Car maintenance; credit card statements;
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It's been estimated that 50 million Americans suffer from persistent pain, yet just 3 percent of medical schools have a separate required course on pain management. Less than a third offer elective courses in the subject. Now the American Academy of Pain Medicine plans to offer medical students a virtual textbook on palliative care.
The AAPM has joined forces with former Surgeon General David Satcher, former HHS Secretary Louis Sullivan, and representatives of several leading medical schools to create TOP MED, a comprehensive "virtual textbook" based on best practices in pain diagnosis and treatment. The textbook will cover the human and social costs of pain; neurobiology; evaluation; analgesics; acute pain; cancer pain and palliative care; chronic noncancer pain; pediatric pain; and culture, race and ethnicity. It will include a self-test section.
The online text should be available in fall of 2004 when medical students nationwide will be able to access it for free.
If you're hoping to settle your tax bill with the federal government at a discount, plan on spending $150. The application fee goes into effect Nov.1 for "offers in compromise," which cut a deal between taxpayers and the IRS by settling unpaid tax bills for less than the full payment. The IRS will waive the application fee for low-income taxpayers and those disputing the accuracy of their outstanding debt. The form for offers in compromise, Form 656, can be downloaded at www.irs.gov .
Nine out of 10 cars flunked one or more aspects of voluntary inspections conducted by the Car Care Council around the country over the summer. The most common maintenance problems were improperly inflated tires (54 percent), low washer fluid (46 percent of cars), low, overfull, or dirty motor oil (38 percent), low or dirty steering fluid (25 percent), low, overfull, or burnt transmission fluid (22 percent), and faulty front windshield wipers (21 percent). The inspections were designed to call attention to maintenance problems that could compromise highway safety, air quality, and vehicle performance.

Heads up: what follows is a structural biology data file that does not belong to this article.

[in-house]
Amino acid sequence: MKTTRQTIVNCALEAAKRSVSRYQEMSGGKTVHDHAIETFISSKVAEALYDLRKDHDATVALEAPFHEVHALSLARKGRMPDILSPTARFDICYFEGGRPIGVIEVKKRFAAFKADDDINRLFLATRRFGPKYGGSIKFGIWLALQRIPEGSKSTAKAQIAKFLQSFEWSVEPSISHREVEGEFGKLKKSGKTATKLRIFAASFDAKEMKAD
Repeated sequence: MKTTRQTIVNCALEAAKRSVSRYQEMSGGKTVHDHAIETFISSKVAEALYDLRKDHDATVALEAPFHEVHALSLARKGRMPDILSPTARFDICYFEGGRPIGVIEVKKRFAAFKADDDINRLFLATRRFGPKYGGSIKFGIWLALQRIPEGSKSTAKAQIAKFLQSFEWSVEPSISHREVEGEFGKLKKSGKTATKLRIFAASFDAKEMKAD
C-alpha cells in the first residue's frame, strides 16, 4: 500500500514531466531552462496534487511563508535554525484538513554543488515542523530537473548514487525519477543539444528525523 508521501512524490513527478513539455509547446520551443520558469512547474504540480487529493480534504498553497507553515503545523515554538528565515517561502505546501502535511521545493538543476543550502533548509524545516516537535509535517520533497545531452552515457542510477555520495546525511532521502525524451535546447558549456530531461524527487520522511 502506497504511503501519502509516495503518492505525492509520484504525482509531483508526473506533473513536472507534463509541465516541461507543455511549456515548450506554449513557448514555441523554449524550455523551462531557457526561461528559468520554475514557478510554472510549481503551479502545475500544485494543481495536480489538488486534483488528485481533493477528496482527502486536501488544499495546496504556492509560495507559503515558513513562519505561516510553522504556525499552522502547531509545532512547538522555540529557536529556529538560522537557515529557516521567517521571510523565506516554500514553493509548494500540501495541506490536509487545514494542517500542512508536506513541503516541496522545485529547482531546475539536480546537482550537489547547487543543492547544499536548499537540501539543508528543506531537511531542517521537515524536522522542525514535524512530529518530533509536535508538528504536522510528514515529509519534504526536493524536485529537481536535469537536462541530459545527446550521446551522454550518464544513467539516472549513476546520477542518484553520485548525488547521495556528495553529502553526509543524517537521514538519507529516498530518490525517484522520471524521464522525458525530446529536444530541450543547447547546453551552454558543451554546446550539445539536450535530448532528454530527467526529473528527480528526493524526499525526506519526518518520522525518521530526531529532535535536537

About half of all identity theft victims uncovered the crime by closely watching their monthly account statements, says the FTC; another 26 percent were alerted by a bank or credit card company. Only 8 percent learned that their identity had been stolen because they were rejected when they applied for credit. About two-thirds of victims say thieves gained access to an existing credit card, while 19 percent reported that their checking or savings accounts were tapped. More than 27 million Americans had their identities stolen in the last five years; the average out-of-pocket loss for the past year was $500.
Yvonne Wollenberg. Online UPDATES.
Oct. 24, 2003;80.